Edited by David Castle
Chapter 11: On the Border: Biotechnology, the Scope of Intellectual Property and the Dissemination of Scientific Benefits
11. On the border: biotechnology, the scope of intellectual property and the dissemination of scientific benefits Christopher May Many commentators want to discuss the intersection of biotechnology and patents (or intellectual property more generally) as if this was a novel problem, requiring new solutions, and a new politics. However, as the politics of intellectual property has always been about making property from new techniques and knowledge (intellectual property almost by definition is the commodification1 of innovation), this claim for historical novelty is far from conclusive. In this chapter I will suggest there are two responses that can be made to the argument that biotechnology requires a reformation of the patent system; first we can examine the possibilities for incremental ‘problem solving’ – reworking and renegotiating how the system deals with biotechnology ‘innovations’; second, it can be taken as a question regarding the general scope of intellectual property itself. The latter argument suggests that this is a category, or border, problem; biotechnology is erroneously included in the system of patents, and many of the political, ethical and practical issues might be solved by establishing that biotechnological ‘products’ and techniques should not be subject to patent at all. Thus, rather than a question about how patents might better support innovation, another way through the current disputes over biotech patents would be firmly to (re)establish patent criteria to exclude biotechnological tools and bio-medical materials/products altogether. Certainly, in many ways biotechnology is not a revolutionary technology; rather, it builds on centuries of husbandry, the...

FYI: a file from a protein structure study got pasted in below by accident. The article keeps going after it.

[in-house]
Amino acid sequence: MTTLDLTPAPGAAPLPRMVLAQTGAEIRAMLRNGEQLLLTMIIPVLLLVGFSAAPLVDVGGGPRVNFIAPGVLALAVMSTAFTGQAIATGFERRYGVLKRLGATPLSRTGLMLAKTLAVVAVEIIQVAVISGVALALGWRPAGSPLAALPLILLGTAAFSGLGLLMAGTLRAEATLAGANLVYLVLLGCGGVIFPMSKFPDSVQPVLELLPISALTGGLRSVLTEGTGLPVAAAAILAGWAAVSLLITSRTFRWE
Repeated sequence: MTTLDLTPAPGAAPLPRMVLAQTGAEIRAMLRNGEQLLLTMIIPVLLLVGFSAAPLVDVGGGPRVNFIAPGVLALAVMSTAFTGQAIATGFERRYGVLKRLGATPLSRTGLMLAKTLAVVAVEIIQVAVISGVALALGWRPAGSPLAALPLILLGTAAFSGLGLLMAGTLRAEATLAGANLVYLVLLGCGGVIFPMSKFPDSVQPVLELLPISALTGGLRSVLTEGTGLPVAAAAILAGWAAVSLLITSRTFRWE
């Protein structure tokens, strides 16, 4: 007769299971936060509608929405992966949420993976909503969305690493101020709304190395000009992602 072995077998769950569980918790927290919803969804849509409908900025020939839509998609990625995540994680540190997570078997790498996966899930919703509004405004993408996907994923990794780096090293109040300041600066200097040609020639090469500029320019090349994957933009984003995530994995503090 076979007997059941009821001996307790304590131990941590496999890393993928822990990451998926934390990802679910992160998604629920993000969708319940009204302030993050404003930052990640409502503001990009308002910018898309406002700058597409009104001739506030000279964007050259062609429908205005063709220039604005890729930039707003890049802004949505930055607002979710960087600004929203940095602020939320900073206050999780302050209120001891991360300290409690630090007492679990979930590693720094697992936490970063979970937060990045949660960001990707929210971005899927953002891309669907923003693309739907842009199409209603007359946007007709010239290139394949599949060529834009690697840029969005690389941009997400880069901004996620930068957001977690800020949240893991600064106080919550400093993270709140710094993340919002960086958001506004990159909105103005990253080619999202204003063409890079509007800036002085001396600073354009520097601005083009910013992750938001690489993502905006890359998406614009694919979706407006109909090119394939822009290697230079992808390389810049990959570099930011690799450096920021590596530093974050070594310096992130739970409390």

You are not authenticated to view the full text of this chapter or article.
Elgaronline requires a subscription or purchase to access the full text of books or journals. Please login through your library system or with your personal username and password on the homepage.
Non-subscribers can freely search the site, view abstracts/ extracts and download selected front matter and introductory chapters for personal use.
Your library may not have purchased all subject areas. If you are authenticated and think you should have access to this title, please contact your librarian.